LONDON, UK, 18th May — The Women’s Sport Trust has revealed that the first four months of 2023 brought record TV viewership for women’s sport in the UK.

20.6 million people, according to data from Futures Sport & Entertainment, watched 3 minutes or more of women’s sport coverage from 1st January to 30th April, in comparison to 18.9 million in 2022. This includes 34% who didn’t watch any women’s sport in 2022.

The increase was driven by record-breaking audience figures in the UK for a range of premium women’s sports properties including the Barclays Women’s Super League, the TikTok Women’s Six Nations and the ICC T20 World Cup.

Up to and including matches until 30th April, 15.3 million UK viewers have watched 3 minutes + of Barclays WSL live action on TV, beating the 14.6 million that watched throughout the whole of the 2021-22 season, with average match audiences up 36% season-on-season.

The proportion of viewers watching the WSL, aged 35 and under has also increased 29% in comparison to last season, with Sky Sports under 35 viewers increasing from 20% in the 2021-22 season to 26% in the 2022-23 season to date. More live viewing hours of WSL content has been consumed on Sky Sports so far than last season (7.8m vs 5.9m), with another 15.1m hours viewed on BBC One and Two. BBC One has the highest 3 minute+ reach of any channel airing during the WSL live, with 8.78m, a 34% increase from the full 21/22 season. There have also been 9% more female viewers this WSL season so far, making up 37% of total viewership until the end of April.

The TikTok Women’s Six Nations, shown on BBC, was the most viewed on record with 10.4m viewing hours on UK television in 2023, compared to the previous best of 7.7m in 2022, while 3 minute+ reach was 6.1 million in comparison to a previous high in 2022 of 5.7 million.

42% of fans for the event watching on TV were female in 2023, in comparison to 37% in 2022, with a greater proportion of audiences with children in household watching in 2023 in comparison to the previous year (13% v 11%).

Audiences for England matches increased 17% year-on-year in comparison to the 2022 event, while throughout the tournament fans watched the England team on average for 56 minutes a game, in comparison to 51 minutes in 2022.

The ICC T20 World Cup had record-breaking UK live TV viewing hours (7.11m in 2023, compared to the previous best of 5.77m in 2018) and saw the highest average audience since becoming a standalone tournament and with all games broadcast. England matches averaged 150,000 viewers per game in 2023, in comparison to 138,000 viewers per match in the 2020 event.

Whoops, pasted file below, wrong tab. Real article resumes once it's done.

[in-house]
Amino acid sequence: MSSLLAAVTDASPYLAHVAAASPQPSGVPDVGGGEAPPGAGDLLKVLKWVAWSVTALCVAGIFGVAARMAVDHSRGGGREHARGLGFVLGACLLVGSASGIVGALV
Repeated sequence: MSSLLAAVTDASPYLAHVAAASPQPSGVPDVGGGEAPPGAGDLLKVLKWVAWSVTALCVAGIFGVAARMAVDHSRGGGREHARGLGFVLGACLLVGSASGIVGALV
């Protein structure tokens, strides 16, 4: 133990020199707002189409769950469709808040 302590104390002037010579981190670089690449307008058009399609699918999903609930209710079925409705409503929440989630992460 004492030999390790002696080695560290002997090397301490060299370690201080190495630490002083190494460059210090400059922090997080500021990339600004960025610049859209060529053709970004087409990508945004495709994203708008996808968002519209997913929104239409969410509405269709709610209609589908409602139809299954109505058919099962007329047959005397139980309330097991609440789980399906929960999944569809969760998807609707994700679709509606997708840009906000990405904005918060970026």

Tammy Parlour, WST Chief Executive said, “The unstoppable rise of women’s sport is again illustrated by these record-breaking figures. It is hugely encouraging to see that a number of sports, including football, rugby union and cricket, are attracting record audiences in the first four months of 2023.”

Other highlights included:

  • Sky Sports Cricket had more viewing hours for women’s sport than any other channel, including BBC One and BBC Two, due to the popularity of the Women’s T20 World Cup, in the first three months of the year (January-March 2023).
  • 21% of viewers watched women’s sport on five or more occasions, based on 3 minute reach, in the first four months of 2023– up from 19% in the equivalent period in 2022
  • The Arnold Clark Cup reached 1.5 more people this year, with a 3 minute + reach of 4.6 million in 2023, compared to 3.1 million in 2022

A full look at the year to date will be released in a Women’s Sport Trust webinar on 20th June, marking one month to go until the start of the FIFA Women’s World Cup. This will include a full look back on the Barclays Women’s Super League season, the TikTok Women’s Six Nations and the ICC Women’s T20 World Cup, and a look ahead to the summer of sport.

*Women’s sport covers female specific properties, such as the FA WSL, The Women’s Hundred and the Netball Superleague. Men’s sport covers male specific properties, such as EPL, The Men’s Hundred and Formula 1. All other events, where both male and female athletes/teams are involved, are categorised as mixed, e.g., the Olympics and Wimbledon.

A full copy of the research can be downloaded using the form below.

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